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Keep Your Conscience Clean with Better Risk Management

*This article was originally published in the The Coding Institute’s TCI Newsletters Health Information Compliance Alert, July 2018, Vol. 18, No. 7. Republished with permission.

Tip: Scrutinize your analysis, then put a course of action in place.

The issues that tripped up University of Texas MD Anderson Cancer Center (MD Anderson) are easily avoidable. Organizations must use the information gleaned from their risk assessments to fully implement and manage a working HIPAA system, especially with more and more encryption issues like this coming down the pike.

“The recent ruling by an Administrative Law Judge (ALJ) against MD Anderson provides insight into several areas of HIPAA compliance and the government’s enforcement thereof,” explains attorney John E. Morrone, Esq., a partner at Frier Levitt Attorneys at Law in New York.

Review Morrone’s eight takeaways from the ALJ decision:

  • MD Anderson recognizes the vulnerability of non-encrypted portable electronic devices and drafted policies to address the risk but did not follow their own policies.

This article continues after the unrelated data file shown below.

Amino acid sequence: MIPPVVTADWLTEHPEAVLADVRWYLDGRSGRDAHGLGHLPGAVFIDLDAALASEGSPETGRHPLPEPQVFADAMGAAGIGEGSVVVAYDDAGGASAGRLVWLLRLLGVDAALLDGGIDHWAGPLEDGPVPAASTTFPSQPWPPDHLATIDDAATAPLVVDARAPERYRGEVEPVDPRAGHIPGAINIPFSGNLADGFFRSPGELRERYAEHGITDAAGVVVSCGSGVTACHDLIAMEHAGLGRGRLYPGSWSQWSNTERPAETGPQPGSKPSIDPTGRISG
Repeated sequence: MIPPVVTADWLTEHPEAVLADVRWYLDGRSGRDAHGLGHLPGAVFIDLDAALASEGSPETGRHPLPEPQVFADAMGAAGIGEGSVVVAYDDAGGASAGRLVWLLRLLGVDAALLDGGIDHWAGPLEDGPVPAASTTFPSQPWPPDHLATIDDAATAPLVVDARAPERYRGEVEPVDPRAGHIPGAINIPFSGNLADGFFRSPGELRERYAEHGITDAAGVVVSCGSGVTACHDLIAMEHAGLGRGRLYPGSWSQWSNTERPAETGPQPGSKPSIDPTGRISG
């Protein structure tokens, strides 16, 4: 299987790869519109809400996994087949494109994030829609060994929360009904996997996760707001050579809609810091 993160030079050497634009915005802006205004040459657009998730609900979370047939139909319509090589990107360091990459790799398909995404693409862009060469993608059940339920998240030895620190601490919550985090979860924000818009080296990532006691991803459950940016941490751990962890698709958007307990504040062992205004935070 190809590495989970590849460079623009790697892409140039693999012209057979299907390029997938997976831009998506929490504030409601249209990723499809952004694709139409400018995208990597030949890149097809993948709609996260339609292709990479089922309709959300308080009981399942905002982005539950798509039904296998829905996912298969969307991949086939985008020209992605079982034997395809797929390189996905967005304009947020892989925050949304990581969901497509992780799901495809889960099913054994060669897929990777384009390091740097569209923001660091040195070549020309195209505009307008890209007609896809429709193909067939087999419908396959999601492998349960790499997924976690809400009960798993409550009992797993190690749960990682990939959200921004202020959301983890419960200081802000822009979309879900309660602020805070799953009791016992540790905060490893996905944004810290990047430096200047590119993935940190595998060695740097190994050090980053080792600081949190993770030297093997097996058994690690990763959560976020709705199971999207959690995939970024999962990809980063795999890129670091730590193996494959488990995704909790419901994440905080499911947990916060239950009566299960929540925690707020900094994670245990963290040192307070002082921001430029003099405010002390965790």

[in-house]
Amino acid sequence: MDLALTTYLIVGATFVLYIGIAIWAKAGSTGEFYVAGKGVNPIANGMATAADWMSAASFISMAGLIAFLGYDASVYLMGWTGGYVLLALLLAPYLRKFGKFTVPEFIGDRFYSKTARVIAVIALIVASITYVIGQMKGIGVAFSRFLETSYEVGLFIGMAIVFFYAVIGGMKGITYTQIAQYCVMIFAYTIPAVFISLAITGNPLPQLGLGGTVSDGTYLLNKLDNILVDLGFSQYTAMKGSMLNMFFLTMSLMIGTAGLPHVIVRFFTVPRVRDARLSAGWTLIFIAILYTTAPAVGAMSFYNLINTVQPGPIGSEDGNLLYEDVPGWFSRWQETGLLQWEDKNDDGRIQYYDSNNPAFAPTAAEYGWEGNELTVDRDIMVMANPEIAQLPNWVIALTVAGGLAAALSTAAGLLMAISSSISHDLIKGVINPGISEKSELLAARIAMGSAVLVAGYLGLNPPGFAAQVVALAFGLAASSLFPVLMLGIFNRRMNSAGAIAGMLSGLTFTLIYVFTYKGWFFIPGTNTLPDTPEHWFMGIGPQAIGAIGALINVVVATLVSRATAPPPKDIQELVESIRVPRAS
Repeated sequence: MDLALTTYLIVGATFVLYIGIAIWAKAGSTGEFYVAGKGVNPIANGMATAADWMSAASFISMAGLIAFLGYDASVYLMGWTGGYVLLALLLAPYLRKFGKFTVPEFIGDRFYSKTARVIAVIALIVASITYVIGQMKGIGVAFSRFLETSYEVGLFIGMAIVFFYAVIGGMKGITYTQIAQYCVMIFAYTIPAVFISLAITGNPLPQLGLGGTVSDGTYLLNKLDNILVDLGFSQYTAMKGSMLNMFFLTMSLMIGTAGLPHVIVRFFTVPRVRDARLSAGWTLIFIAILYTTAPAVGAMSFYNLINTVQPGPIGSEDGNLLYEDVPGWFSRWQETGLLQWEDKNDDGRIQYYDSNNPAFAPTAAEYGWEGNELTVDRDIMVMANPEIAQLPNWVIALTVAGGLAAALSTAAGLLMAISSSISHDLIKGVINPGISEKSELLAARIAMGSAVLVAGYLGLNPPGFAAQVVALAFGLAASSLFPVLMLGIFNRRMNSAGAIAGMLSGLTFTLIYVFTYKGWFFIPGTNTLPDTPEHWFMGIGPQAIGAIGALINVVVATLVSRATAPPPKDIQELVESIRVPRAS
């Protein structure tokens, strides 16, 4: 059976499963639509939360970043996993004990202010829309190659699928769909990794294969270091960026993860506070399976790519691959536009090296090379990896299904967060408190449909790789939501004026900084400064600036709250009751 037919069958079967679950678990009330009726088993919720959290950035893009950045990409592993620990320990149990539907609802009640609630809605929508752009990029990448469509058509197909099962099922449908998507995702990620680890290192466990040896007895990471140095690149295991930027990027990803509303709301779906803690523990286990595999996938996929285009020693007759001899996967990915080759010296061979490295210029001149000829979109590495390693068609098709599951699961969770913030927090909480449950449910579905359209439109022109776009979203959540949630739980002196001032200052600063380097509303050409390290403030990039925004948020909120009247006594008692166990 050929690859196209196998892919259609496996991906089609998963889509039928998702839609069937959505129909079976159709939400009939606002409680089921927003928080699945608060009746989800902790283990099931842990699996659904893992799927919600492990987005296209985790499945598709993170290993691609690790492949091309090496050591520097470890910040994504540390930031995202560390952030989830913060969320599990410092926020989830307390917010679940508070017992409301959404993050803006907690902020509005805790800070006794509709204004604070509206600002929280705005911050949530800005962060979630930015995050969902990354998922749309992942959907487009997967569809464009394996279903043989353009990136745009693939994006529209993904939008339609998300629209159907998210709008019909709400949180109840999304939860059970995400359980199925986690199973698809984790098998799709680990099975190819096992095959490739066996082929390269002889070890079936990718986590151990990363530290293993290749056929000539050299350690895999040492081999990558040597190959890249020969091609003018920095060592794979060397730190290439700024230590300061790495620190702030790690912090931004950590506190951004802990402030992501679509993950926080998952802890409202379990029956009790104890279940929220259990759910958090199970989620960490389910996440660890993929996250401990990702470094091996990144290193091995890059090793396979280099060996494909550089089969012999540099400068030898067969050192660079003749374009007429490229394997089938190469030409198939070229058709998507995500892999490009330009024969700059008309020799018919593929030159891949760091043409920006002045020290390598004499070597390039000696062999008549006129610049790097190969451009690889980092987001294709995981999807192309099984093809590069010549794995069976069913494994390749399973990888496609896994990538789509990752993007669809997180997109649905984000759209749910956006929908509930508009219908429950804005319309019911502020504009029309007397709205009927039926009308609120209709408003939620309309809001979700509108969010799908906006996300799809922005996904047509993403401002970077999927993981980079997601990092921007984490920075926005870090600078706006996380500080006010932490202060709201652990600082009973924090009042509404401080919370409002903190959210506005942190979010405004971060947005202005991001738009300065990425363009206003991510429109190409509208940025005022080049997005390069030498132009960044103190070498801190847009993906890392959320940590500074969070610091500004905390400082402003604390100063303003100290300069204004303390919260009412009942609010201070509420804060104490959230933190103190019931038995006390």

• Loss or theft of portable electronic devices are one of the most significant causes of breaches of PHI.
  • The loss of portable devices can affect a staggering number of individuals. Here, over 33,000 patients were affected.
  • The ALJ demonstrated substantial deference to the agency [and] is upholding the $4.3 million fine.
  • [HHS Office for Civil Rights] OCR demonstrated how aggressively it will pursue non-compliance by covered entities [CEs].
  • Covered entities need to have robust compliance plans, which they implement and follow.
  • Data encryption is an essential element in protecting ePHI and avoiding expensive penalties.
  • Merely losing an unencrypted device constitutes a data breach under HIPAA, so encryption is truly the best method to avoid a HIPAA breach.

Reminder: An assessment reviews how a breach would “negatively impact” your ePHI, suggests the OCR in its Q-and-A on the difference between risk analysis and risk management. When you analyze, you “consider all relevant losses that would be expected if the security measures were not in place,” the agency guidance notes. Management of that risk involves the way your practice implements HIPAA controls from the gathered data and emerging threats.

Read the OCR Q-and-A.